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Star Wars: Empire at War - Forces of Corruption review

AT A GLANCE
  • Corrupting worlds
  • Commanding Rancors, exploding Ewoks
  • Even bigger, prettier space battles
  • Tedious ground combat
  • Easy single player campaign
  • No new multiplayer modes

While the Star Wars films focused on the exploits of the Skywalker family and galactic events, there was always some interesting criminal activity going on in the background. It's about time those thugs got some time in the spotlight.

The story of Forces of Corruption follows galactic crime lord Tyber Zaan as he busts out of an imperial prison with help from his stealthy henchman Uri Fenn, using the Rebels' destruction of the first Death Star to cover his escape. He immediately sets out to rebuild the Zaan Consortium, battling Imperials, Rebels, and rival criminal organizations.

Unlike the Rebels and Imperials, Zaan's influence isn't spread entirely with military might - you can also use operatives called Defilers to corrupt worlds for a steady stream of stolen credits and technology. It's a neat concept, especially when there are special missions involving kidnapping or piracy, but as soon as you get a chance to build up a decent fleet, it's easier to simply conquer everything.

Many of the units on the new Zaan Consortium side are recognizable from the ultra-geeky Expanded Universe, including Star Viper fighters, Skipray Blastboat bombers, Interceptor IV frigates and more. On the ground there is a wide selection of mercenaries, Clone Wars-era droidekas, mounted Rancors, and heavy tanks at your disposal.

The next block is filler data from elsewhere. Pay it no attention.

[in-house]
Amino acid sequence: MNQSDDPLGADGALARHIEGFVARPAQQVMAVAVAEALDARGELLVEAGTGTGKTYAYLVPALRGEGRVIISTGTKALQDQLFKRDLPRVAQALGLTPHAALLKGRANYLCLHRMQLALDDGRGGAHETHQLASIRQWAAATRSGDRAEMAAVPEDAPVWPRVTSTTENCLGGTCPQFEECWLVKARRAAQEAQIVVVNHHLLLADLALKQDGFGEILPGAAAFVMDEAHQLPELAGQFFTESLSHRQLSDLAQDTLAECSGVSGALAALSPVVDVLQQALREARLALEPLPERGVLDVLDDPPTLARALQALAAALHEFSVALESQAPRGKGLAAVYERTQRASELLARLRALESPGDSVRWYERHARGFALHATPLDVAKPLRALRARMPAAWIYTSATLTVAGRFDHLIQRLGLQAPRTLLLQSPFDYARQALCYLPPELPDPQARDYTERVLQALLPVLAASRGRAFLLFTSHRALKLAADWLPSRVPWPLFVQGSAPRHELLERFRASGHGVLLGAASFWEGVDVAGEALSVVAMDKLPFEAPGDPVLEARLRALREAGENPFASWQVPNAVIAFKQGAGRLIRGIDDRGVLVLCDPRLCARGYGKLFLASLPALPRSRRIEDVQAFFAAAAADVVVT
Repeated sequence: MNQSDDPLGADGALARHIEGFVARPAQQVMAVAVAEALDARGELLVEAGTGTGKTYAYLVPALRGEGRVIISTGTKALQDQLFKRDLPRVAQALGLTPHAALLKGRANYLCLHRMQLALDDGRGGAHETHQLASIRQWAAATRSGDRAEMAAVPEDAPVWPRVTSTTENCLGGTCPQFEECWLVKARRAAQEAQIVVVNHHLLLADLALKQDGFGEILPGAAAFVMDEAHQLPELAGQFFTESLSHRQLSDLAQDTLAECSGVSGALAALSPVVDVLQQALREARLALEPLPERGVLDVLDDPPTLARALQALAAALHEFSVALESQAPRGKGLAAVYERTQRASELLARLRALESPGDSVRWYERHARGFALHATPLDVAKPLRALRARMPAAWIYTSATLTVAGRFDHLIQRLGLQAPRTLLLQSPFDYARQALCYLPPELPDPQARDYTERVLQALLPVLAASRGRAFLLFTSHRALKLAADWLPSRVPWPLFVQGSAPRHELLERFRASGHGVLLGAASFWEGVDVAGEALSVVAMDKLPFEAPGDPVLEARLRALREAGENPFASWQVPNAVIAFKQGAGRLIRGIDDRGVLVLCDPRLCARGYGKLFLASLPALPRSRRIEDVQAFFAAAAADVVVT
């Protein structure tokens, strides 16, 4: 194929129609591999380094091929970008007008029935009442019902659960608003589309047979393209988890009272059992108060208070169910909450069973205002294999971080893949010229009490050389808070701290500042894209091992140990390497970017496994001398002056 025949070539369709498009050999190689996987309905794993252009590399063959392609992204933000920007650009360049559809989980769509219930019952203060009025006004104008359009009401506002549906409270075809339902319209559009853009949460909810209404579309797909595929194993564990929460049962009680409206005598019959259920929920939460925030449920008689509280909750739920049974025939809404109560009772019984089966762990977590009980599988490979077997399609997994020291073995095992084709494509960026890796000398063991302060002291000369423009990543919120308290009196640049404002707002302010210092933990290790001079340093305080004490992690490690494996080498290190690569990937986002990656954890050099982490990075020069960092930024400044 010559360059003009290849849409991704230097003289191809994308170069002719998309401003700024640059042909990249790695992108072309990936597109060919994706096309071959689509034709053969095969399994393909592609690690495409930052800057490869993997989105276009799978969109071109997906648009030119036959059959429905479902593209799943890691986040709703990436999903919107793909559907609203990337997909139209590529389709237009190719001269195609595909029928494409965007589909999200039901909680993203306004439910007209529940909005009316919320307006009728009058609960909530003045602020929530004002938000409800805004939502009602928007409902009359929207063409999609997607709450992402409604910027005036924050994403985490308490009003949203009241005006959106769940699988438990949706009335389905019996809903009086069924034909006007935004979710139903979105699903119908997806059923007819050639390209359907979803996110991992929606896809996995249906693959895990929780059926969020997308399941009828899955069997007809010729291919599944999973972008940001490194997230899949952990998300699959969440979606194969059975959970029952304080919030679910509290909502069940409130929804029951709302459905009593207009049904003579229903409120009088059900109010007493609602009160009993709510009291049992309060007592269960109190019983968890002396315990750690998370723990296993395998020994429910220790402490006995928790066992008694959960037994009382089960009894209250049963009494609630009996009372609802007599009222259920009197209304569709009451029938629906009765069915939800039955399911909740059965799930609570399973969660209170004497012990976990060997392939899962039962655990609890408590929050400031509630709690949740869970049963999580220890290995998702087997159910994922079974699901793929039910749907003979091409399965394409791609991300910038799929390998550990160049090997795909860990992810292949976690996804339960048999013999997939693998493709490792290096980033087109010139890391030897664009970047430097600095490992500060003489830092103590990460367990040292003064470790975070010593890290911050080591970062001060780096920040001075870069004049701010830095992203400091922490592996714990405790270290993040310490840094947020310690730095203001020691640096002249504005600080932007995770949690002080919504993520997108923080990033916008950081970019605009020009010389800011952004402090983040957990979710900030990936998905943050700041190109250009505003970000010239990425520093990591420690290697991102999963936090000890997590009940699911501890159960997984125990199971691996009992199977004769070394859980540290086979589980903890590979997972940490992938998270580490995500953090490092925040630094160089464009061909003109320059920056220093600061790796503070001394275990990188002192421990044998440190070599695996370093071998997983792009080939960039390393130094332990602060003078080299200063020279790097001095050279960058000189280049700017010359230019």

It all adds up to a very powerful fleet and army, easily a match for anything the Rebels or Imperials can muster, even with a few new units like TIE Defenders and B-wing bombers.



Unfortunately, the ground game is still dominated by extremely powerful heroes (Zaan, for example, can bribe any non-hero unit) and visually pales in comparison to the space game, where EAW continues to shine. At least you can skip any non-essential battle, land or space, with the "auto resolve" button.

The biggest issue with the single player campaign was that half way through, we started earning money faster than we could spend it and had massive space stations, capable of repelling nearly any attack, at every world. That said, if there's a Star Wars fan out there who doesn't want more ships, vehicles, and heroes to play with, we haven't met him yet.

More Info

Release date: Oct 24 2006 - PC (US)
Available Platforms: PC
Genre: Strategy
Published by: LucasArts
Developed by: Petroglyph
Franchise: Star Wars
ESRB Rating:
Teen: Fantasy Violence

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